EU-funded scientists have shown that scrap tyres contain valuable materials that can be used to strengthen tunnels and make buildings earthquake, fire and blast resistant.

Rubber, steel and textile fibres from scrap tyres can be reused to strengthen concrete to make buildings more resistant to earthquakes and fires, protect walls against explosions, and help buildings or tunnels recover quicker after a fire.

The EU-funded ANAGENNISI project involved some 17 industrial and academic partners in eight countries, including the European Tyre Recycling Association in laboratory experiments and large demonstration projects to show that reclaimed materials from the 3 million tons of tyres discarded in the EU each year can be put to good use.

Tyres comprise roughly 80 % rubber, reinforced with 15 % steel wire and 5 % textile fibre. Currently most of Europe’s post-consumer tyres end up in landfill or are incinerated despite environmental concerns about this method of disposal.

Rubberised concrete is flexible

Using recycled tyre rubber in concrete gives this rubberised concrete 40 times more flexibility than conventional concrete and enables buildings and other structures to be extremely deformable. Rubber-reinforced concrete can be used at the bases of columns and structures to make them more quake proof, says project coordinator Kypros Pilakoutas, professor of construction innovation in the department of civil and structural engineering at the University of Sheffield, UK.

Large-scale tests at Imperial College London, UK, and shake table tests at the Technical University of Iasi, Romania, showed seismic resistance of structures can be enhanced 500 % compared to conventional concrete. The rubberised concrete can be also sprayed on tunnel and steep slope surfaces to provide structural strength, as was done in demonstration projects in Croatia and Spain.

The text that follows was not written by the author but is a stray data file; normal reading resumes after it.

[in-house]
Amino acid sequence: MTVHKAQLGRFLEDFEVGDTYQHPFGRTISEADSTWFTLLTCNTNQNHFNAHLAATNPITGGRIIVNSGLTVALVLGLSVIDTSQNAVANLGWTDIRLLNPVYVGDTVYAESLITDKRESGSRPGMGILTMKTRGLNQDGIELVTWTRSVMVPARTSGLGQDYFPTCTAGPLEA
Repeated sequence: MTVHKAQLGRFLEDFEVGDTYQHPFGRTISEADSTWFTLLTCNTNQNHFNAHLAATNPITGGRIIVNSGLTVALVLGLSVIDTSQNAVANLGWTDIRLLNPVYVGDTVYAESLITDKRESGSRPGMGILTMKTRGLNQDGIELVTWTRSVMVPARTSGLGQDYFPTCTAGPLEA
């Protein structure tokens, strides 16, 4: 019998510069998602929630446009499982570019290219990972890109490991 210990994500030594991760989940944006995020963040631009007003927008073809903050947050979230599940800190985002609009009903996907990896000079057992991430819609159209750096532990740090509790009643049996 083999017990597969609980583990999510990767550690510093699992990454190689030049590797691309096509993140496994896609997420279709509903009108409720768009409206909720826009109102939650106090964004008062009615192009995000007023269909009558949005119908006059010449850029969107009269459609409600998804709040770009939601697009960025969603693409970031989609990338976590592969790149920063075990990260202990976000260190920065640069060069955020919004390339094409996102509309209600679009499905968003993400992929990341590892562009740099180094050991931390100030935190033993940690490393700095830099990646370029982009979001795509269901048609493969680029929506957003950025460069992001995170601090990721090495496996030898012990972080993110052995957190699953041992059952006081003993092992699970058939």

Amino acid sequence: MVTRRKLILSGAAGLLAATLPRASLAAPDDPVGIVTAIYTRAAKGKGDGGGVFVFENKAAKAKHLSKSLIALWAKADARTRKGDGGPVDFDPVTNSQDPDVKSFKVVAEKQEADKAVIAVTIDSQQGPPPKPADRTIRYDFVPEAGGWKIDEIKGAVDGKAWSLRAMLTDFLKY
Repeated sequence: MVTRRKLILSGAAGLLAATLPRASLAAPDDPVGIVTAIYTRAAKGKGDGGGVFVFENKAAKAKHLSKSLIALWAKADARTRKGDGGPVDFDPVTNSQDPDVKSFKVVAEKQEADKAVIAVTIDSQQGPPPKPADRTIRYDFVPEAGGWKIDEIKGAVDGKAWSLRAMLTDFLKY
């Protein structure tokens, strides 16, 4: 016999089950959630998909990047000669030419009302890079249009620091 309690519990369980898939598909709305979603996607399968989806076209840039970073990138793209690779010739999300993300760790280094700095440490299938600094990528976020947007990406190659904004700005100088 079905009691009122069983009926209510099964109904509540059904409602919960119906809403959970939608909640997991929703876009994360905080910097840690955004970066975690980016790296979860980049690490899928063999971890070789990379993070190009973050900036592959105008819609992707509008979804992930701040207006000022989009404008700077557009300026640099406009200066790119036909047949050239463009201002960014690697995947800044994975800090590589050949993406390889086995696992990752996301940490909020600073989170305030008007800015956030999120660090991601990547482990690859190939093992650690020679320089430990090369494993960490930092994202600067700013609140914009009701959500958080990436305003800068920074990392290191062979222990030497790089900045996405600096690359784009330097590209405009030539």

Tyre wire increases strength

Recycled tyre wire can be blended with other steel fibres in concrete. ‘Steel fibre from tyres looks like very thin piano wire. It comprises lots of very thin strands twisted into a cord that has 10 times the strength of conventional steel,’ Prof Pilakoutas explains.

Tests carried out by the project team found that the fibre can eliminate shrinkage cracking in concrete almost completely, he says. ‘Even with minute amounts of tyre wire there are so many fibres that they spread throughout the concrete and help arrest cracks at the microscale,’ Pilakoutas expands.

The team produced join-free concrete flooring in the UK, Holland and Bosnia and Herzegovina of up to 40 metres length with no reinforcements other than tyre wire.

Polymer fibres make concrete blast resistant

The polymer fibre commonly used to reinforce passenger vehicle tyres is another strong, high quality material that can be recycled to control cracking at the early stages of concrete curing. The textile fibres also help prevent concrete crumbling and breaking up during fires, and can protect buildings against damage from projectiles or explosions.

In an intense fire ‘polymer fibres provide strength at the initial stages when the concrete is expanding,’ Professor Pilakoutas says. The fibres melt at around 200 degrees Celsius, the same temperature at which the expansion makes the concrete explode. ‘On melting, the fibres create voids that allow steam to vent, releasing pressure in the concrete so it does not explode,’ says Pilakoutas.

Fire tests show the fibres also eliminate crumbling and make the concrete highly blast resistant. ‘The concrete will be damaged but the fibres prevent the concrete cover spalling explosively inwards, potentially saving lives,’ says Professor Pilakoutas. This latter technology needs to be scaled up before it is market-ready, he adds.

 

Source: CORDIS

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